"Both should be designed to function through coordinated information feeds and avoid unnecessary duplication of communications, programming, and information requirements," James May, CEO of the Air Transport Association, and Ulrich Schulte-Strathaus, secretary general of the Association of European Airlines, wrote in an October letter to Homeland Security Secretary Michael Chertoff. May and Schulte-Strathaus requested that Secure Flight and Advanced Passenger Information supersede the government's no-fly lists and that the amount of redundant data required from the airlines be reduced.
Financial services companies are likewise no strangers to handing data to the government, and the hunt for terrorist financing has only added to the burden. Suspicious Activity Report filings to the Treasury Department's Financial Crimes Enforcement Network have increased every year since they were first required in 1996, with 919,000 such reports sent last year alone.
Banks have expressed anxiety over Suspicious Activity Reports, especially in light of the Patriot Act, which punishes noncompliant companies with fines of up to $1 million a day or, in the extreme, by taking away bank charters. "It's definitely changed the compliance environment for banks since 9/11," says Kelly Etherington, corporate compliance manager for Zions Bancorp, which operates more than 450 branches and offices. Like other banks, Zions has always reported suspicious activity, but it finds law enforcement requests are up in the last few years.
Suspicious Activity Reports "create a very significant burden" on financial services companies without any clear benefits to them, says John Carlson, a director with BITS, a consortium of the 100 largest U.S. financial services companies. Given the industry's heavy regulations and what Carlson calls its culture of protecting customer privacy, he says financial services companies generally wouldn't provide data to a government agency unless required to by law or a court-issued document.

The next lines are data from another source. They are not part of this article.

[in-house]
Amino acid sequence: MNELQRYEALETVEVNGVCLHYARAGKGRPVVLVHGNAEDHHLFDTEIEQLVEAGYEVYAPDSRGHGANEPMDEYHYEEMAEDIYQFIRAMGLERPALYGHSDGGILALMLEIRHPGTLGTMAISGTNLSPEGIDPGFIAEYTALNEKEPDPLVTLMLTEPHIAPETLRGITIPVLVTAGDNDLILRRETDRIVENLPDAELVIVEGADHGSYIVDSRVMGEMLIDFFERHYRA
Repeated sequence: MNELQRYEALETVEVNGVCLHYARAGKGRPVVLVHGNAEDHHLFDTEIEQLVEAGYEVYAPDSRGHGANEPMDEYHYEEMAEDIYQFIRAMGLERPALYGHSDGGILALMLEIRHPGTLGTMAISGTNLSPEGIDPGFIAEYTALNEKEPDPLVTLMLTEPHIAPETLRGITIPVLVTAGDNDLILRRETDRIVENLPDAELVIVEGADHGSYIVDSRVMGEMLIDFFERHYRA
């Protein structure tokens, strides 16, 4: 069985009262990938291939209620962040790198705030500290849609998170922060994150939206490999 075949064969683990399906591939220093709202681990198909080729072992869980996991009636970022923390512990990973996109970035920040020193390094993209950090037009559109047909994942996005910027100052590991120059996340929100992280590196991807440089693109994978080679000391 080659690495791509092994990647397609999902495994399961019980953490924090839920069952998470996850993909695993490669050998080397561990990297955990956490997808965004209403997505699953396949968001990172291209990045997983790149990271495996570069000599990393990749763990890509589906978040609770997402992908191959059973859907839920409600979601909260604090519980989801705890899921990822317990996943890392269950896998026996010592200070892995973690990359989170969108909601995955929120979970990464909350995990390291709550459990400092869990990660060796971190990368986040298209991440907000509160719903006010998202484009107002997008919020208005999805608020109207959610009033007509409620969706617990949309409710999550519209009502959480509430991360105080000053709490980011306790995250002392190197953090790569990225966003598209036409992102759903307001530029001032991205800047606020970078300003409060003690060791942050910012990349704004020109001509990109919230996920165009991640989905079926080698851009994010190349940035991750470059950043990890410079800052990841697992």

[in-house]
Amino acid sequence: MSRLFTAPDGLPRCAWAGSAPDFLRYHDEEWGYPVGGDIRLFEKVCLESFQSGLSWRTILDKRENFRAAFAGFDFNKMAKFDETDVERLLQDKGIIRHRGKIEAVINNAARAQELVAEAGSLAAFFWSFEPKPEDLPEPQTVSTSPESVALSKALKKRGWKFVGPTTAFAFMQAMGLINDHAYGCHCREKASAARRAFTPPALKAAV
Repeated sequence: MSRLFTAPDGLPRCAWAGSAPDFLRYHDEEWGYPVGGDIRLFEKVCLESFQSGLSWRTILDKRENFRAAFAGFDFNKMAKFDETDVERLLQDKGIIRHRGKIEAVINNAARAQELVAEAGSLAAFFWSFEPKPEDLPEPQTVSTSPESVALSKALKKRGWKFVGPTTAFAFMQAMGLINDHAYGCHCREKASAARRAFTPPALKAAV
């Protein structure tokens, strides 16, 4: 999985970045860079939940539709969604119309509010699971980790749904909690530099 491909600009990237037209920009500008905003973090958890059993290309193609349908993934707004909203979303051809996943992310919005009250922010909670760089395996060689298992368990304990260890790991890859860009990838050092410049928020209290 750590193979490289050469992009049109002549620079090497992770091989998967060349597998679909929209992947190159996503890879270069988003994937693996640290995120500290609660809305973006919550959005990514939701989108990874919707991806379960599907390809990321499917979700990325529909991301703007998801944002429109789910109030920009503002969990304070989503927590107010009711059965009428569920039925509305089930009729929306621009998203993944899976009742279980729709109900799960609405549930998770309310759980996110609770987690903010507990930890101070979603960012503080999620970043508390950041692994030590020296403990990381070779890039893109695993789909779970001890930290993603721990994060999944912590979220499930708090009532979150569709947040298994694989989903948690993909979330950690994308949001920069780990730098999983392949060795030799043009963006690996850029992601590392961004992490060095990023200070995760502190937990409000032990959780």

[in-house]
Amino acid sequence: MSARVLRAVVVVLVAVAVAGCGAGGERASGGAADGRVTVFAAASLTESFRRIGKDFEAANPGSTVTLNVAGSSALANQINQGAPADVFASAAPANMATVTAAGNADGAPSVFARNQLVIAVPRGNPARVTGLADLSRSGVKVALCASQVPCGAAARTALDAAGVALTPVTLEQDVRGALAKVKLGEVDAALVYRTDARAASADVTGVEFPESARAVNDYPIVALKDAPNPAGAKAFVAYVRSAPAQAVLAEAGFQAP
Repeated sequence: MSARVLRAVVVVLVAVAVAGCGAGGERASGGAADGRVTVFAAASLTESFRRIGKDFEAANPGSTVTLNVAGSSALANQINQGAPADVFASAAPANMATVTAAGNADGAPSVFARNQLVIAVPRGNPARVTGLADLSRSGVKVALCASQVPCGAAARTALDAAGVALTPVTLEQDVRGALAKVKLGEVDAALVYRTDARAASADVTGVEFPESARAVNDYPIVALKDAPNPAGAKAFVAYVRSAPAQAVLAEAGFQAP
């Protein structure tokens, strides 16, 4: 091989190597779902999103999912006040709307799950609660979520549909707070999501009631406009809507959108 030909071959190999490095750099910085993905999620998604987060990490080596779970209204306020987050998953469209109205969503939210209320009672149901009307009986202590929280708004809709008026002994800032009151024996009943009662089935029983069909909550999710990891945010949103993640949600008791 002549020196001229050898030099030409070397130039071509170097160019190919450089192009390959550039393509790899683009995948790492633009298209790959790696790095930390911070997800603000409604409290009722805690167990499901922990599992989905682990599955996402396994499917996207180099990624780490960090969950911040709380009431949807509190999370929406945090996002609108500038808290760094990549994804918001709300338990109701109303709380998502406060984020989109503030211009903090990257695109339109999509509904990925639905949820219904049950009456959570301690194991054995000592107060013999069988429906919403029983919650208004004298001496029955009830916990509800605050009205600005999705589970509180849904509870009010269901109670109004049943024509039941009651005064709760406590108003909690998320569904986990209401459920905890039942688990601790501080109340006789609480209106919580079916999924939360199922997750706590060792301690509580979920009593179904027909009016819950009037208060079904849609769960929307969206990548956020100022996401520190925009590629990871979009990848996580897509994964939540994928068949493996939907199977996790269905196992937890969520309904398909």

What might government agencies do with all the business and Internet data they're collecting? Some skeptics worry about a single massive database where all kinds of information gets crunched together, providing a complete picture of Joe Citizen. That seems a remote possibility, though researchers at the Defense Advanced Research Projects Agency did work on a system several years ago that would have mined data in that way to identify terrorists. That program, dubbed Total Information Awareness, was scrapped more than two years ago under public pressure.
A different but related concern is that data collected for one purpose could get used for another. USA Today last week reported that the FBI plans to use its database of DNA evidence, collected from convicted criminals and some others upon arrest, to help identify thousands of dead people whose identities aren't known.
There's also the concern that once the feds gets their hands on data, they can't be trusted to secure it. Look no further than last month's news of a stolen laptop and external hard drive containing data on 26.5 million military veterans and family members. The Veterans Affairs Department has been fingered for its lack of security before, but it's not the only agency with low marks. Security becomes even more of an issue as more data accumulates and gets retained longer.
Encryption is one solution, but encrypted data can't be searched easily and is thus less useful to the government. Nothing, it seems, about data sharing between businesses and government is destined to be easy.
--With Thomas Claburn, J. Nicholas Hoover, and Rick Whiting
Illegal EU Data-Sharing Deal With The U.S. Shows Transparency Not Always Enough
and IBM Has The Tools For Digging Deeper Into Data